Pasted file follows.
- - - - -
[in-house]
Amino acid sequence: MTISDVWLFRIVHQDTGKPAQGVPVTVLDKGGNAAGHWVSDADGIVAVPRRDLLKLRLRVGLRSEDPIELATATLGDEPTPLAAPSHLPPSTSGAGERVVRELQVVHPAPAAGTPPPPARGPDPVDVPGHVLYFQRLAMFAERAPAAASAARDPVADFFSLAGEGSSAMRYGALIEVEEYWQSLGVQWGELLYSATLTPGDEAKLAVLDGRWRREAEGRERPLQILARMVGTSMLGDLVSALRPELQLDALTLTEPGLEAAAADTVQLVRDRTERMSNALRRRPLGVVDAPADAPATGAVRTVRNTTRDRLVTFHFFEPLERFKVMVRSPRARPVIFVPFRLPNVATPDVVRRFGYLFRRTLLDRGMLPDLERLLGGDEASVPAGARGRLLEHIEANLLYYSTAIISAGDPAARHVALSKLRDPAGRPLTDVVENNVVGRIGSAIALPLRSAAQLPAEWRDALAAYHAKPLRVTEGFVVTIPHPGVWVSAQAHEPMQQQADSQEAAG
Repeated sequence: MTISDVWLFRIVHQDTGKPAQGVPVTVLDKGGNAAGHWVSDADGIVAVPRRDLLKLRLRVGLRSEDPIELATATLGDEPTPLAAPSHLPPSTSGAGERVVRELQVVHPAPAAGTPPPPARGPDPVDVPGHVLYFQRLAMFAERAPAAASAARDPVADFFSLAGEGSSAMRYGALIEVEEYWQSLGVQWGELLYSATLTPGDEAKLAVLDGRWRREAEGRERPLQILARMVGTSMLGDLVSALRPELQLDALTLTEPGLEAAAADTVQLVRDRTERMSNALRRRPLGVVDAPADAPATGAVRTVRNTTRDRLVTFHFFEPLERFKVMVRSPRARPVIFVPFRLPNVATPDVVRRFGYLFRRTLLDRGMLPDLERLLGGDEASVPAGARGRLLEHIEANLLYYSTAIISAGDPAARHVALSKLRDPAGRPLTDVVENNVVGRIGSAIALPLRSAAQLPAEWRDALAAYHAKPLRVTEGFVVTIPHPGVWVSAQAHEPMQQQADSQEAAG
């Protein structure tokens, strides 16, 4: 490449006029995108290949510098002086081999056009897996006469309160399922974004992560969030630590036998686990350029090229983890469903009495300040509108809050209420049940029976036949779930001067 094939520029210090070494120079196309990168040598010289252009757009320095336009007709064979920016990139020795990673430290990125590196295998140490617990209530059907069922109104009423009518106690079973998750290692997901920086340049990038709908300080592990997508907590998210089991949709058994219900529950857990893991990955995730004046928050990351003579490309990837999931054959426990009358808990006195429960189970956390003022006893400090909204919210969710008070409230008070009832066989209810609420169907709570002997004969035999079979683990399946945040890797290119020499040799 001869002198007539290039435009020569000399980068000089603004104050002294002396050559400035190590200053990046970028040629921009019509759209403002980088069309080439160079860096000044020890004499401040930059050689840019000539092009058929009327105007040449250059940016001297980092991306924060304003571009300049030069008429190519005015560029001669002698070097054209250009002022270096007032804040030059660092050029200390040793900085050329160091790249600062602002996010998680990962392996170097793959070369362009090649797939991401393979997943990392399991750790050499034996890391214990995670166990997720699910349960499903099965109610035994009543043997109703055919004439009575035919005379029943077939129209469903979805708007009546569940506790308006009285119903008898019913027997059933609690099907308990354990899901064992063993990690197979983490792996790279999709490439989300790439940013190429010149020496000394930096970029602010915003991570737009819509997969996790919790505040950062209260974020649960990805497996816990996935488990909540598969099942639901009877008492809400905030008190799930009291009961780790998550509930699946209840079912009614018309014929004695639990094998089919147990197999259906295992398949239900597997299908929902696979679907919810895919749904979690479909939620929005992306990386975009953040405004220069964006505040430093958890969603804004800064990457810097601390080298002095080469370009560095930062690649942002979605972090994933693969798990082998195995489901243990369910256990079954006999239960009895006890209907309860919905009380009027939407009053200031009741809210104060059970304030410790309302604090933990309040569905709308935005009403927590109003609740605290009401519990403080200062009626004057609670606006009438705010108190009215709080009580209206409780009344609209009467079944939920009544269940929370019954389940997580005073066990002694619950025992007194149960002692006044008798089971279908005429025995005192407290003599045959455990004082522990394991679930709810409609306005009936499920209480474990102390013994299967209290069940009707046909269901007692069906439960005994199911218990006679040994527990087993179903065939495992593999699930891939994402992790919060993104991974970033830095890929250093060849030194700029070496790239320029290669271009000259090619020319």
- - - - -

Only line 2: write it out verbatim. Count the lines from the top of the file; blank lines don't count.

Amino acid sequence: MTISDVWLFRIVHQDTGKPAQGVPVTVLDKGGNAAGHWVSDADGIVAVPRRDLLKLRLRVGLRSEDPIELATATLGDEPTPLAAPSHLPPSTSGAGERVVRELQVVHPAPAAGTPPPPARGPDPVDVPGHVLYFQRLAMFAERAPAAASAARDPVADFFSLAGEGSSAMRYGALIEVEEYWQSLGVQWGELLYSATLTPGDEAKLAVLDGRWRREAEGRERPLQILARMVGTSMLGDLVSALRPELQLDALTLTEPGLEAAAADTVQLVRDRTERMSNALRRRPLGVVDAPADAPATGAVRTVRNTTRDRLVTFHFFEPLERFKVMVRSPRARPVIFVPFRLPNVATPDVVRRFGYLFRRTLLDRGMLPDLERLLGGDEASVPAGARGRLLEHIEANLLYYSTAIISAGDPAARHVALSKLRDPAGRPLTDVVENNVVGRIGSAIALPLRSAAQLPAEWRDALAAYHAKPLRVTEGFVVTIPHPGVWVSAQAHEPMQQQADSQEAAG